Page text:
• Have a plan for peak hours: If possible, remain indoors between 10 AM and 4 PM when temperatures are at their highest. If you have power, use your air conditioning and fans to keep your home cool. If your home doesn’t have air conditioning or there is a power outage, seek out cooling centers in your community or use fans to stay cool. Make sure you know what options are available near you. A continuously updated map of cooling centers available can be found on the Health Department’s website.
  • Know the signs of heat-related illnesses: Be aware of the signs of heat exhaustion and heatstroke, such as heavy sweating, dizziness, nausea, and confusion. Seek medical attention immediately if you or someone else experiences these symptoms.
  • Prepare now to address health needs in a disaster: Some people have electronic devices that are necessary for their health and wellbeing or medication that must be help at certain temperatures. For this, you may need to check with your utility company. In Springfield and parts of Greene County, City Utilities does offer additional consideration for customers reliant on electricity-dependent medical devices. For these situations, you should call 417–863–9000 to request a Life Support From which will be mailed to your home. Once this is signed by your physician, they will fax the form back to CU.
  • Have a backup plan for your health needs: While utility technicians will be aware of the residences that have electricity-dependent medical equipment, they can’t offer any guarantees with regards to restoration times. So, you will need to work to identify back up plans for the next power outage in case there is a delay in getting your power turned back on. Do you have access to a generator or a location that is likely to have power? Have ice packs on hand to keep medicine cold until you can get it back into a refrigerator.

Protect Your Pets:

Remember that our furry companions also need special care during heatwaves and power outages.

  • Provide plenty of water and shade: Make sure your pets have a plan to ensure your pets have access to fresh water and a shaded area to cool off.
  • Never leave pets in cars: Cars can become dangerously hot within minutes, even with the windows cracked open. Have a plan for keeping them safe if you have to take them with you when you leave your home.
  • Identify pet-friendly cooling centers: If you need to evacuate, ensure you have a safe place to take your pets along with you. While some cooling centers may not allow pets, there are other indoor, public places that you could go with your animals like hardware and outdoor supply stores.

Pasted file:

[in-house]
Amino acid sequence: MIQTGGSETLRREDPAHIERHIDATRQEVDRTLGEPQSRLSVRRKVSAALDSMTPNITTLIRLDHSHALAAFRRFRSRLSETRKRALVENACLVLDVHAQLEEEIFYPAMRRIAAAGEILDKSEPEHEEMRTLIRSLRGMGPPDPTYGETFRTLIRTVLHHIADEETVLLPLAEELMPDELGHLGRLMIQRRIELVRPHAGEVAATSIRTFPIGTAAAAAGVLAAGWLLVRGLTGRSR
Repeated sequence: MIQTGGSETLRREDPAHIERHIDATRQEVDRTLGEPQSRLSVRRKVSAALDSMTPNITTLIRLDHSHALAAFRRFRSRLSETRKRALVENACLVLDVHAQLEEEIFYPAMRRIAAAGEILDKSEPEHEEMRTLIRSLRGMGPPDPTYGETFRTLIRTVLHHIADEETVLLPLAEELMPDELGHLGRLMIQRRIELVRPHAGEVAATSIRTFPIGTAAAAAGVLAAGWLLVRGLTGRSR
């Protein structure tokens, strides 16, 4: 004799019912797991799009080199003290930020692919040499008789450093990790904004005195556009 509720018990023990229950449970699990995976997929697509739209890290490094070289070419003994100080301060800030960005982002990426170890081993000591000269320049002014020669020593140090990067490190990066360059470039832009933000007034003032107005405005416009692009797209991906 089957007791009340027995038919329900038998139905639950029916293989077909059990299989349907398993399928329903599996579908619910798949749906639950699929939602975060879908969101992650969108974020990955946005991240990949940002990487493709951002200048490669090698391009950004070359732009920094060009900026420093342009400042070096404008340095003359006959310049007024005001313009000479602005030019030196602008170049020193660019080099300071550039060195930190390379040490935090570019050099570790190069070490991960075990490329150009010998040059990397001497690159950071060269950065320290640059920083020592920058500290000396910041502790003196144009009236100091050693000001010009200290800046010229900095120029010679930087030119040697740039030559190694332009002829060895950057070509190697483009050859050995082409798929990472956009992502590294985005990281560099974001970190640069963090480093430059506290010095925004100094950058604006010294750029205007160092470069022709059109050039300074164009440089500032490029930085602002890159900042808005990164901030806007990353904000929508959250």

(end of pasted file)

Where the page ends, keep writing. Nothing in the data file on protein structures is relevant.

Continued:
Other Tips to Prepare for Power Outages:

Power outages can be frustrating, but with a well-thought-out plan, you can minimize their impact on your daily life.

  • Use generators safely: If you have a generator, use it outdoors and away from open windows to prevent carbon monoxide poisoning.
  • Include high risk family and friends in your plan: If you’re able, make sure that those around you are prepared before an emergency so they can stay safe. This includes families with children, older adults, and those with pre-existing conditions that may make their more susceptible to heat-related illnesses.

Let’s support each other during this challenging time, checking on neighbors, especially those who might be vulnerable or in need of assistance. Together, we can weather any storm and emerge stronger than ever before.

Stay safe and cool!

Maggie Rogers joined Springfield-Greene County Health as an Intern in 2018. Before and during the COVID-19 pandemic, she served as a Communicable Disease Control Specialist before taking on the role of Coordinator of Epidemiological Services in 2021. In 2022, Maggie assumed the position of the department’s Health Planner and has continued to diligently serve our community in this capacity. She holds a bachelor’s degree in biology and earned her Master of Public Health from Missouri State University in 2020. When she is not actively engaged in community preparedness for public health emergencies, Maggie dedicates her time to working her way through her ‘to-be-read’ list and cherishing moments with her canine companions, Susan and Tucker.